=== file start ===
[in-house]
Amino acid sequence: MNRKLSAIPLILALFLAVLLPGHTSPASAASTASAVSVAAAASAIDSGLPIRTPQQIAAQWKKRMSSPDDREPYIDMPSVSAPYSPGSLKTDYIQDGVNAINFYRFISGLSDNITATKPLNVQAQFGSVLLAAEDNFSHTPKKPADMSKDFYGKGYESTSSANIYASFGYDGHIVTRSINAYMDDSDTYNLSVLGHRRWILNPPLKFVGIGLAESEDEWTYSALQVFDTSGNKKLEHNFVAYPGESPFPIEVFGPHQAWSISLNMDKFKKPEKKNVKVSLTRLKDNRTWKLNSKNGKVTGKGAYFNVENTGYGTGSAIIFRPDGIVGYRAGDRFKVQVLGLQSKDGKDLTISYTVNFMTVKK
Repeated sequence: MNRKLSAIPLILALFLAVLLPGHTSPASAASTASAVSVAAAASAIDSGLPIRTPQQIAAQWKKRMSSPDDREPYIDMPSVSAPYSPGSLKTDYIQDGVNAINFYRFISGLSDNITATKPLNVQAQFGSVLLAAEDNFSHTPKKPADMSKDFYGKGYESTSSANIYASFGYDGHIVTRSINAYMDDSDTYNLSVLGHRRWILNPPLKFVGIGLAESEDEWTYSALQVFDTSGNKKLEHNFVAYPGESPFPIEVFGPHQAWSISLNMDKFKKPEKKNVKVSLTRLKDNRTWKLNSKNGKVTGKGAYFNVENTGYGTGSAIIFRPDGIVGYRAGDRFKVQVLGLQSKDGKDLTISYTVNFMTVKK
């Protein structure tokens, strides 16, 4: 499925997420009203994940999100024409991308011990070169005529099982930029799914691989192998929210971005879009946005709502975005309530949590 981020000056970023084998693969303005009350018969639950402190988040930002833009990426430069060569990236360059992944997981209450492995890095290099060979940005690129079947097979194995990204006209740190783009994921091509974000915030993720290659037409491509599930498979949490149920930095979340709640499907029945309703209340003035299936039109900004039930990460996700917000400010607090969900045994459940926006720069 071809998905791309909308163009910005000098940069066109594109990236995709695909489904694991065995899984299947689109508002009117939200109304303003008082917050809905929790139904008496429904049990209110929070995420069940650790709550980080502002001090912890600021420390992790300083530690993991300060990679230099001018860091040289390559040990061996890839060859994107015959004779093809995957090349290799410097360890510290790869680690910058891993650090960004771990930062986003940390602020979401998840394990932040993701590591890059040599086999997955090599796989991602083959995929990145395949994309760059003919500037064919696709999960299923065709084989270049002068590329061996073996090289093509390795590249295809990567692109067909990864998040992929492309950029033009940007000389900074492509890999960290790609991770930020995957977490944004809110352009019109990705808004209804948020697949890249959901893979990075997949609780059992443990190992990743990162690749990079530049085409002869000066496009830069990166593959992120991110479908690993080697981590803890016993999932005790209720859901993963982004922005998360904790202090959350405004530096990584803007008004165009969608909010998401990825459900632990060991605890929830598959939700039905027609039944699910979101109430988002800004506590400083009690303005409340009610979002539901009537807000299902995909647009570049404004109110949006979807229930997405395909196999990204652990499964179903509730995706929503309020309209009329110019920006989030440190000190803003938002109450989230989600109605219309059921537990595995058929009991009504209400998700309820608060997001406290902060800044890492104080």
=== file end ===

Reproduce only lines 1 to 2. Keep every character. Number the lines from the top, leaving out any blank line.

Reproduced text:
[in-house]
Amino acid sequence: MNRKLSAIPLILALFLAVLLPGHTSPASAASTASAVSVAAAASAIDSGLPIRTPQQIAAQWKKRMSSPDDREPYIDMPSVSAPYSPGSLKTDYIQDGVNAINFYRFISGLSDNITATKPLNVQAQFGSVLLAAEDNFSHTPKKPADMSKDFYGKGYESTSSANIYASFGYDGHIVTRSINAYMDDSDTYNLSVLGHRRWILNPPLKFVGIGLAESEDEWTYSALQVFDTSGNKKLEHNFVAYPGESPFPIEVFGPHQAWSISLNMDKFKKPEKKNVKVSLTRLKDNRTWKLNSKNGKVTGKGAYFNVENTGYGTGSAIIFRPDGIVGYRAGDRFKVQVLGLQSKDGKDLTISYTVNFMTVKK